Typically, if a customer is new to the craft beer industry, he or she will assume that the controls should be fully automated. As soon as you press a button, the brewing process will be automatic and no other work is needed to get the beer. Of course, this is possible in an industrial brewery. However, for nano or micro breweries, 200-10,000L, a semi-automatic control panel is the way to go.
First of all, for nano/micro breweries, the beer recipes are really varied. Even, some experienced brewers will experiment with new recipes in their brewery. Different recipes mean different brewing methods. Semi-automatic types are more flexible than fully automatic control panels. The brewer has the freedom to adjust and change the brewing method to suit different brewing methods.
Secondly, in craft beer brewing, we cannot ignore the brewer’s behavior. Sometimes, although it is the same recipe, different brewers will brew different tasting beers. Therefore, most brewers want to be involved in the brewing of the beer to keep it in line with their intentions. Semi-automatic control panels can help brewers participate in the actual brewing to get a variety of flavors in their beer. But what can a brewer do with a fully automated controlled brewery?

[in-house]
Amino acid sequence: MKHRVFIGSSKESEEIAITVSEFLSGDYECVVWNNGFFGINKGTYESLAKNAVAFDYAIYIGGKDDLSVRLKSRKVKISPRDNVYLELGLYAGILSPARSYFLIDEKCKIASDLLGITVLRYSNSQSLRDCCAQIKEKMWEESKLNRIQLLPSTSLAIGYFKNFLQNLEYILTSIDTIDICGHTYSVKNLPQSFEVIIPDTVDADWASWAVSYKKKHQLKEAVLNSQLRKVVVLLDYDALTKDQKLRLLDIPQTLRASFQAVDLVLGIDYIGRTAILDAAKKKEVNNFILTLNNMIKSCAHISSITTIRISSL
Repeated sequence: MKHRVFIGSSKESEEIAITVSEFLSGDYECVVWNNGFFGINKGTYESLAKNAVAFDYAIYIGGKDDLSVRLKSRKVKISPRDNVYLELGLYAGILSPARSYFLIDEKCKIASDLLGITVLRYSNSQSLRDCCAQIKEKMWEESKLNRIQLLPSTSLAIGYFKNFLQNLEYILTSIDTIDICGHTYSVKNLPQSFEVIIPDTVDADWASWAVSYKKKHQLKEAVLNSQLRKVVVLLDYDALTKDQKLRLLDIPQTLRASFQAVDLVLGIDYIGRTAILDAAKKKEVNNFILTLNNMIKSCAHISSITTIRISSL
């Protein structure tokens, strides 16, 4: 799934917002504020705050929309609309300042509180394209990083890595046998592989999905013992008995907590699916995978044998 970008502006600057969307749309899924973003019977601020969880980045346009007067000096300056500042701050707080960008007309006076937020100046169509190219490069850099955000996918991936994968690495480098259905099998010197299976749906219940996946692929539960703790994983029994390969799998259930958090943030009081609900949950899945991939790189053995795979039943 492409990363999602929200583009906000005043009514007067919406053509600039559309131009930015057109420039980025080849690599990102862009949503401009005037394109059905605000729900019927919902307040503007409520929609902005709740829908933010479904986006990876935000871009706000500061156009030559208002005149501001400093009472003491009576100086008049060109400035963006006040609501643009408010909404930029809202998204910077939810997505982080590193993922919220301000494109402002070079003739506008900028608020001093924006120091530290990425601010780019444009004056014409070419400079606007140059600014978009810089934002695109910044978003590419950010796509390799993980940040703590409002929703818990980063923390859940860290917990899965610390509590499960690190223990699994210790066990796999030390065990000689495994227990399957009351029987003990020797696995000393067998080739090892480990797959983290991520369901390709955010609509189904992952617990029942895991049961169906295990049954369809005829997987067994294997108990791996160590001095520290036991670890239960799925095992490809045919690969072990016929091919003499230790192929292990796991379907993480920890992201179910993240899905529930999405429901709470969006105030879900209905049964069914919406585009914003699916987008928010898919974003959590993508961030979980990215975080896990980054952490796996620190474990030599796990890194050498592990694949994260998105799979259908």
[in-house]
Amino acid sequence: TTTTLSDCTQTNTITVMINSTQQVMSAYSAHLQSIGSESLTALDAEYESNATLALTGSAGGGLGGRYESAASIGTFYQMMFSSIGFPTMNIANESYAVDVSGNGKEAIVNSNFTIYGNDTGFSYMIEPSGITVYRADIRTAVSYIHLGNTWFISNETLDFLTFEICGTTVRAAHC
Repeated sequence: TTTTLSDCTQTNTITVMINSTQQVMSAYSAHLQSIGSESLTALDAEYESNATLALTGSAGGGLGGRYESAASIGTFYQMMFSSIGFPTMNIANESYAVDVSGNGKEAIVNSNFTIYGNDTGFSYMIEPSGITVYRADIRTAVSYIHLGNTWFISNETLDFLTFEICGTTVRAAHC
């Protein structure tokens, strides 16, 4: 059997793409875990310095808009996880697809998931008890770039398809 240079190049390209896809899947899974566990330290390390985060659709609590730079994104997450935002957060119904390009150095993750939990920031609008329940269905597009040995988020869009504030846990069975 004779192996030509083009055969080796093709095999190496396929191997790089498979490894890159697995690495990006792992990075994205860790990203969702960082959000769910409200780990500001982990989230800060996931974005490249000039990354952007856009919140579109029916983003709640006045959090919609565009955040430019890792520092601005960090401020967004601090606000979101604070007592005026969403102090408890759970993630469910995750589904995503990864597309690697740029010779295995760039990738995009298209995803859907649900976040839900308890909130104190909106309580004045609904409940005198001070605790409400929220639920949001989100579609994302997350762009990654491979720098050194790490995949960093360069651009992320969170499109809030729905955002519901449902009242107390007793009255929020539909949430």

Third, in a fully automated brewery, if something goes wrong with one program, the next program can be greatly affected if the brewer does not catch the problem in time.
Fourth, the cost of a fully automatic control board is much more expensive than a semi-automatic type, and may even exceed the total cost of the other equipment.
Therefore, we recommend a semi-automatic control board for your nano/microbrewery.
What is your opinion?
In a brewery, brewers usually use 12 barrels to brew beer with an alcohol strength of about 3% to 4%. Of course, some brewers need to brew strong beers, such as stouts or porters. The alcohol concentration is about 7-9%.
For a 500L beer brewing system.
If we want to brew a beer with an alcohol concentration of 7-9%, the ratio of malt to water is about 1:3.
About 120 kg of malt is needed. The spent grain is about 1.8 times the weight of the malt. This is approximately equal to 0.21 M3.
Normally, a thickness of 30-40 mm is good for spent grain.
If we assume that the thickness of waste grain is 30 mm, then we can get.
3.14XR2X0.3=0.21, we know that R is about 480mm.
This means that a tank diameter of 960 mm is possible.